Unintentional Algorithmic Discrimination: How Artificial Intelligence Undermines Disparate Impact Jurisprudence

By: Vincent Calderon Artificial intelligence holds the capacity to revolutionize the economy by capturing efficiencies. These benefits, ostensibly, should pass down to consumers, thereby benefitting the general public. But the immense complexity of AI systems is bound to introduce legal hurdles for plaintiffs and frustrate our disparate impact jurisprudence. Specifically, demonstrating causation and proffering a less discriminatory alternative are herculean tasks for a plaintiff seeking to prove a disparate impact upon which legal relief may be granted. The courts have already begun to wrestle with these issues, primarily in the housing and employment sectors. With the rapid surge of AI systems, courts should expect further inquiry into how these programs interfere with our established antidiscrimination framework. This Note outlines how each step of a plaintiff’s successful disparate impact analysis is hindered by the opaque ways in which AI operates. This Note then proposes several policy reforms to mitigate these consequences. Download Full Article (PDF) Cite: 24 Duke L. & Tech. Rev. 28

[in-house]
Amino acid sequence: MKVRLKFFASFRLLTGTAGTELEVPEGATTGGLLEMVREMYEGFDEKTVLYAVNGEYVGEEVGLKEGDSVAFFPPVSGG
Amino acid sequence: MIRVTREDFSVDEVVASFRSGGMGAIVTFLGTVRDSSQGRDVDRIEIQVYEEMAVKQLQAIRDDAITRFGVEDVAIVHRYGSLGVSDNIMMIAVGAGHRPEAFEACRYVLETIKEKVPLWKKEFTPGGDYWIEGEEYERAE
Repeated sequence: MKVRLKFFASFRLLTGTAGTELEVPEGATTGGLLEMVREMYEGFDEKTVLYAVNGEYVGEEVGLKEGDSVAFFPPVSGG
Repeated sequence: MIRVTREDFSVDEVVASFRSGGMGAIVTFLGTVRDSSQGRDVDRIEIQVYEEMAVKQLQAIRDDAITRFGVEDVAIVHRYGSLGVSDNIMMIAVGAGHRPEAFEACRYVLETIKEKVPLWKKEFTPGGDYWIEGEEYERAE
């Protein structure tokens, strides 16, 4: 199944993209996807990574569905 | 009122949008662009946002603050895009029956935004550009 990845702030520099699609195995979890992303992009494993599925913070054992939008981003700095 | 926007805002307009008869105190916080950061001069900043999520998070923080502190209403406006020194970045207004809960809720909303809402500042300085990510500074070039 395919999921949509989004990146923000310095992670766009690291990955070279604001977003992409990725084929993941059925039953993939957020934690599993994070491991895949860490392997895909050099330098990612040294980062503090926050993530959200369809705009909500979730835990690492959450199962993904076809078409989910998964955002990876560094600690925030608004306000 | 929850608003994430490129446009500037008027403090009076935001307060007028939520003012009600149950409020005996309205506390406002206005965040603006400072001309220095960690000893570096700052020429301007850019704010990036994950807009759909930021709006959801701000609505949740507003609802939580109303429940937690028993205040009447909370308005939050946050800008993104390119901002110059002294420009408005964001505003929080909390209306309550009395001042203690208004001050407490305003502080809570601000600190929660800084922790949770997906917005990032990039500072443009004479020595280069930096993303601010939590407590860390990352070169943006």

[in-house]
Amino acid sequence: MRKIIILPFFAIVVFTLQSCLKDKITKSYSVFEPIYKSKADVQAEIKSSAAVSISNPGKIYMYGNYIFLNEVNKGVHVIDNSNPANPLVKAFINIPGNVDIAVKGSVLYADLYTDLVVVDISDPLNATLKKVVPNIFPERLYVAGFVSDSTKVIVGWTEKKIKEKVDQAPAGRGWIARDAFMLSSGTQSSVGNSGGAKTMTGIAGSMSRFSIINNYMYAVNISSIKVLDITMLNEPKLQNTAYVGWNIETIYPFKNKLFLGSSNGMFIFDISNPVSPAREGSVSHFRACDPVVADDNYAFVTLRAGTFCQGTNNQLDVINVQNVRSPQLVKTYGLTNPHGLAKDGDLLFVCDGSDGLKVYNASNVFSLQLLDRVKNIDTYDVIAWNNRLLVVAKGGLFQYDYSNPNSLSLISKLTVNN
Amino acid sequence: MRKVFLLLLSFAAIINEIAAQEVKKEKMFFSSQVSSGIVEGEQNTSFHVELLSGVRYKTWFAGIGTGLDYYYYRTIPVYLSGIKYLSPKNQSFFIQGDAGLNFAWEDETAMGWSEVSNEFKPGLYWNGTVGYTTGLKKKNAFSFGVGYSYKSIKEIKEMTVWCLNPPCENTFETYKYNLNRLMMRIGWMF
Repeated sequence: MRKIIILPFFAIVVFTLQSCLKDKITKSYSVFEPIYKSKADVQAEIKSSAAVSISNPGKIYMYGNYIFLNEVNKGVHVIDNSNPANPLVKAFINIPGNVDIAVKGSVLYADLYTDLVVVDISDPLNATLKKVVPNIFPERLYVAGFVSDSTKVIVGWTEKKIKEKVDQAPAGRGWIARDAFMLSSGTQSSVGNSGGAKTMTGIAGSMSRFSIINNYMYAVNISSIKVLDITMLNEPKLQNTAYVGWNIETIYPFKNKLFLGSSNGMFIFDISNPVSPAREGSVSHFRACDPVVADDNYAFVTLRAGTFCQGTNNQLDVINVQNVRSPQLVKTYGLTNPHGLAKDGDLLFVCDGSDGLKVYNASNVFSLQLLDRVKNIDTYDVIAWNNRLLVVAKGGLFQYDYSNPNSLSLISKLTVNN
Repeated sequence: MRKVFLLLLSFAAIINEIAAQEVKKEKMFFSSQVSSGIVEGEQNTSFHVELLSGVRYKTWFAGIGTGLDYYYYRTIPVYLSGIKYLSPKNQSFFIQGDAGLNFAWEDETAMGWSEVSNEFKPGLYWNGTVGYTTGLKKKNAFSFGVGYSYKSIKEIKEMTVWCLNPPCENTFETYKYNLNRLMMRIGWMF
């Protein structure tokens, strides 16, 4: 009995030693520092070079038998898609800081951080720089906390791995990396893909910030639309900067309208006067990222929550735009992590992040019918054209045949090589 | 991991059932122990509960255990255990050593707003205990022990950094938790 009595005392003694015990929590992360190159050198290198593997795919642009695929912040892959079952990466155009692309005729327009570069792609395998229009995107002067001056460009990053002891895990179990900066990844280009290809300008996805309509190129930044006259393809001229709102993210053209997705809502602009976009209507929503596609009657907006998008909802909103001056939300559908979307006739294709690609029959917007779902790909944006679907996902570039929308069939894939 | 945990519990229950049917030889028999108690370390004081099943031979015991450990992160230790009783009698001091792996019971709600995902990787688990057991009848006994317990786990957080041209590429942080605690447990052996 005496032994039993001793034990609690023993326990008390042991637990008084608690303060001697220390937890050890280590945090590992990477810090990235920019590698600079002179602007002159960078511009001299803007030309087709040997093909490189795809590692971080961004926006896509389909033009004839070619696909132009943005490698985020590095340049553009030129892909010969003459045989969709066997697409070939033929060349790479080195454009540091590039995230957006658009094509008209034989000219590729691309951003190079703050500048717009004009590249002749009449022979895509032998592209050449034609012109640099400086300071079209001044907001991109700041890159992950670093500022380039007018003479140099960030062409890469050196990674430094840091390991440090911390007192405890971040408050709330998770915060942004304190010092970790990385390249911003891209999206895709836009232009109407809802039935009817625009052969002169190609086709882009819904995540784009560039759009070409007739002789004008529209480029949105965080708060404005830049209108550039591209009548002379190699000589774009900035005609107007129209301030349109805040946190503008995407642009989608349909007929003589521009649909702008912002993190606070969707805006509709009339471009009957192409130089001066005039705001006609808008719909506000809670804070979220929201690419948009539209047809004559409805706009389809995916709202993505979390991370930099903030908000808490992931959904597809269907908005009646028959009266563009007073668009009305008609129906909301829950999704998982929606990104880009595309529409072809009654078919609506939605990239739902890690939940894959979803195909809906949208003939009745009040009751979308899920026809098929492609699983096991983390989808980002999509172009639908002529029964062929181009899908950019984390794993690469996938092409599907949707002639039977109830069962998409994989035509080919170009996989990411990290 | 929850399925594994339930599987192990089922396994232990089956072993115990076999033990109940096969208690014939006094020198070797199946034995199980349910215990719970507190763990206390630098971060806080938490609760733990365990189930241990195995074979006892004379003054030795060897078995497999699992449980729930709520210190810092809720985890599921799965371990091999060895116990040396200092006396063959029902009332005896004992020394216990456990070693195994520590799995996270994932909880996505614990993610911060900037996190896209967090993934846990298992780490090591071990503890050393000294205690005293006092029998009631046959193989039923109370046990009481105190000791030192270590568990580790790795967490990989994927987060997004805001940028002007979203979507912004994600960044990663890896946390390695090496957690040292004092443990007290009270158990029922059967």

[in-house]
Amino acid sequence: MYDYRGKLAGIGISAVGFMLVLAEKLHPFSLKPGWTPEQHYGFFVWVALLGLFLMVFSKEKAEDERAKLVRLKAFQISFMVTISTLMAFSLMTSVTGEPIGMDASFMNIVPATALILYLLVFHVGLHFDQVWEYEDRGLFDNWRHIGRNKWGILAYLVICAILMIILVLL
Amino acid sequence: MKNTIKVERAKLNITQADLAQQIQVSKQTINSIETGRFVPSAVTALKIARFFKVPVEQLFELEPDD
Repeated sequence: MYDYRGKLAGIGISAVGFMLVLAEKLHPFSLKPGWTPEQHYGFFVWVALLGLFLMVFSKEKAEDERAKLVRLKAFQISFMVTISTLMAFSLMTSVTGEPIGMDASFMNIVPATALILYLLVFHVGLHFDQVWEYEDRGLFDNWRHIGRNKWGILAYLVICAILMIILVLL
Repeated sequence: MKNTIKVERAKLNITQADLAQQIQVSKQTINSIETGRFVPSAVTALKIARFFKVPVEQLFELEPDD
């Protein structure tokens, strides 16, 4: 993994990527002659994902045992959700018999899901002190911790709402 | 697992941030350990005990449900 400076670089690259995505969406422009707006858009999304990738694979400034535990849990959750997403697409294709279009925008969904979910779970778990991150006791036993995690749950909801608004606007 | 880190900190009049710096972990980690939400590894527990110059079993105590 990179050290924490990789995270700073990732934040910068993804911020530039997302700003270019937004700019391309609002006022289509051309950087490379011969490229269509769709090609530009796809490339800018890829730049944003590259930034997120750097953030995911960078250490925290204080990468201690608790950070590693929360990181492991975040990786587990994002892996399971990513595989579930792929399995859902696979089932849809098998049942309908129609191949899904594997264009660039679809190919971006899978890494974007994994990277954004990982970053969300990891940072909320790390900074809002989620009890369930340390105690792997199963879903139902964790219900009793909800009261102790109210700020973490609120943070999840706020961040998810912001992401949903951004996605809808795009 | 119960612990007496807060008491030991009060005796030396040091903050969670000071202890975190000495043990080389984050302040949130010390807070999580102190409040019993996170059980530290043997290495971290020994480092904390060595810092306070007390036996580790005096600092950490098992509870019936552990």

A Fresh Start: Surveillance Tech and the Modern Law Firm

By: Titus R. Willis The legal community is rapidly evolving: firms are more beholden to clients than ever, associates are growing more competitive with one another, and younger firm employees are more willing than ever to subject themselves to surveillance from their employers. These evolutions come alongside a boom in surveillance technology. Tech companies now provide services that can track every keystroke a lawyer makes on a company computer, analyze the content of their computer screens, or even develop algorithms to measure employee productivity. How does the modern law firm respond to these new technologies? How do they weigh their obligations to clients with the privacy considerations of their employees? This Note examines these key questions and makes a comment about the honor of the legal profession along the way. Download Full Article (PDF) Cite: 19 Duke L. & Tech. Rev. 75